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This article was published 9/3/2011 (3145 days ago), so information in it may no longer be current.
The province will unveil its $770,000 battle plan against bedbugs today to enlist Manitobans of every stripe to get the upper hand on the pests that have infested many homes and businesses across the province.
The government will institute a bedbug website and hotline and put together a coalition of municipalities, health authorities and business groups to come up with a common solution to get rid of bedbugs.
However, the plan does not include mandatory public reporting of places that have bedbugs, which had been requested by paramedics and other professionals who must enter a large number of homes and buildings.
MP Pat Martin, who battled a bedbug infestation at his Winnipeg Centre constituency office, said Wednesday night the Selinger government's strategy won't work without a mandatory registry.
"People have a right to know if there is a risk of contact with these nightmare parasites, whether you are a potential renter, a tradesman or a first responder attending an emergency," he said.
More details of the province's bedbug strategy will be outlined by Healthy Living, Youth and Seniors Minister Jim Rondeau at a bedbug symposium at Assiniboine College in Brandon.
The money is for the first year of the bedbug blitz, as it's acknowledged bedbugs won't go out without a fight.
"Bedbugs can cause a great deal of stress and financial hardship for those affected," Rondeau said in a prepared statement obtained by the Free Press. "They are not exclusive to any one area or group of people. Everyone in our communities will have a role to play in finding affordable solutions."
The bedbug fight comes as multiple levels of government in Canada and the United States look for the best way to fight the parasites, regarded as rare in North America as recently as a decade ago, but now a daily occurrence.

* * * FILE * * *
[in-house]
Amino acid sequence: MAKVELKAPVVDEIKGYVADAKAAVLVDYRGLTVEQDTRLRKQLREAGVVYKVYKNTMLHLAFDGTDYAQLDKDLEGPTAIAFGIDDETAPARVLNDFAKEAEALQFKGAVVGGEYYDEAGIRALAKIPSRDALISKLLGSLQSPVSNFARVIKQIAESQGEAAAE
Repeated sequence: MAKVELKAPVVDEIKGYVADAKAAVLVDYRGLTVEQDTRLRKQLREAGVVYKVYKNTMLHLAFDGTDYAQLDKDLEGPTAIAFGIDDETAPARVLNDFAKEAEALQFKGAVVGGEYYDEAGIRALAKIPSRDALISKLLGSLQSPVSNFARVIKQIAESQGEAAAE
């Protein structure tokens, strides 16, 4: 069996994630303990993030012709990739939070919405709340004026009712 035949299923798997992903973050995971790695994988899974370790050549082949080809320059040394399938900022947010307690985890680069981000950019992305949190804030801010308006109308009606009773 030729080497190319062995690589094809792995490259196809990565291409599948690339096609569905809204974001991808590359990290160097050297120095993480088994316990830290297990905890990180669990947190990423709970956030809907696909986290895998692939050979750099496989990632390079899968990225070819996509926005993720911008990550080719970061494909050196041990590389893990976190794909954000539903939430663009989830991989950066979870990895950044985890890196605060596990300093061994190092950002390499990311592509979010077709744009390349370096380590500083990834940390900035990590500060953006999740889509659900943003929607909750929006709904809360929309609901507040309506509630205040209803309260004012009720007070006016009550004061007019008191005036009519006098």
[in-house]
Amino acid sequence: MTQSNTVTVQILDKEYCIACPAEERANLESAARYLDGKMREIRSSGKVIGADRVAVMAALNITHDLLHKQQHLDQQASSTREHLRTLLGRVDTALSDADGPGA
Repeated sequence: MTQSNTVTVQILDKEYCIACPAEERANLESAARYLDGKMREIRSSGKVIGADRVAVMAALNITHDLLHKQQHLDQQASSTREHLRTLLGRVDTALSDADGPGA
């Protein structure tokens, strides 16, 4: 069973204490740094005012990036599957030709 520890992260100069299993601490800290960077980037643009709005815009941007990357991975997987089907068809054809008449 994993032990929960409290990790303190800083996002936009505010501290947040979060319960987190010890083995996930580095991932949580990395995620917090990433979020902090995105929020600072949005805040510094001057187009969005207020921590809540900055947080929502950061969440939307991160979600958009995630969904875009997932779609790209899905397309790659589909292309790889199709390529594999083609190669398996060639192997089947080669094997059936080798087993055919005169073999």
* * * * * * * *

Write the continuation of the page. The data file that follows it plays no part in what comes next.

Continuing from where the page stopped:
Cities across the continent have seen a surge in bedbugs, partly because of an increase in international travel, but also because of a ban on highly toxic pesticides such as DDT and a growing bedbug resistance to lower-strength insecticides.
Ontario was first province to roll out an anti-bedbug plan, a $5-million strategy to educate Ontarians and fund public health agencies across that province to go on the offensive against the pests.
"It's a global problem," Manitoba Premier Greg Selinger said in a recent interview. "Where it attacks a building, and people that are living in the building, we have to be willing to get involved and work with them through the private sector, through the public sector and with the different levels of government."
Manitoba's strategy will give qualifying organizations access to specialized materials to help combat bedbugs at low cost. Items such as mattress and box-spring encasements, specialized laundry bags and insect monitors will be included.
A grant program will be introduced to help not-for-profit community organizations in their education, management and prevention efforts.
The province has enlisted Winnipeg Mayor Sam Katz. Katz, who has pledged city staff will work with the province and other organizations to attack bedbugs.
The first part of the strategy will be evident in several weeks through a media campaign focusing on prevention and eradication. It will include brochures, posters, fact sheets and a bedbug website, which will provide information on how to prevent and identify an infestation and what steps to take when one happens.
A bedbug phone line will be set up to give information to Manitobans. Calls will be tracked to help evaluate the bedbug situation throughout the province.
In Winnipeg, bedbugs have recently been found in places as varied as Martin's office, the Millennium Library and an increasing number of city apartments and homes.
Winnipeg's 311 telephone service fielded 638 bedbug complaints in 2010, up from 504 the year before. The sites included 283 apartments, 93 rooming houses, 21 personal-care facilities and 10 commercial premises.
Manitoba's decision to fight bedbugs makes sense, according to one pest-control company that's been pushing for more public education to keep the bugs from spreading.
"Right on. Our big push has been education and they're taking us seriously. It's great," said Shaun Jeffrey, manager of Abell Pest Control. Last year, the company took 2,800 calls to get rid of bedbugs. Six years ago, it was a handful.
— with files from Alexandra Paul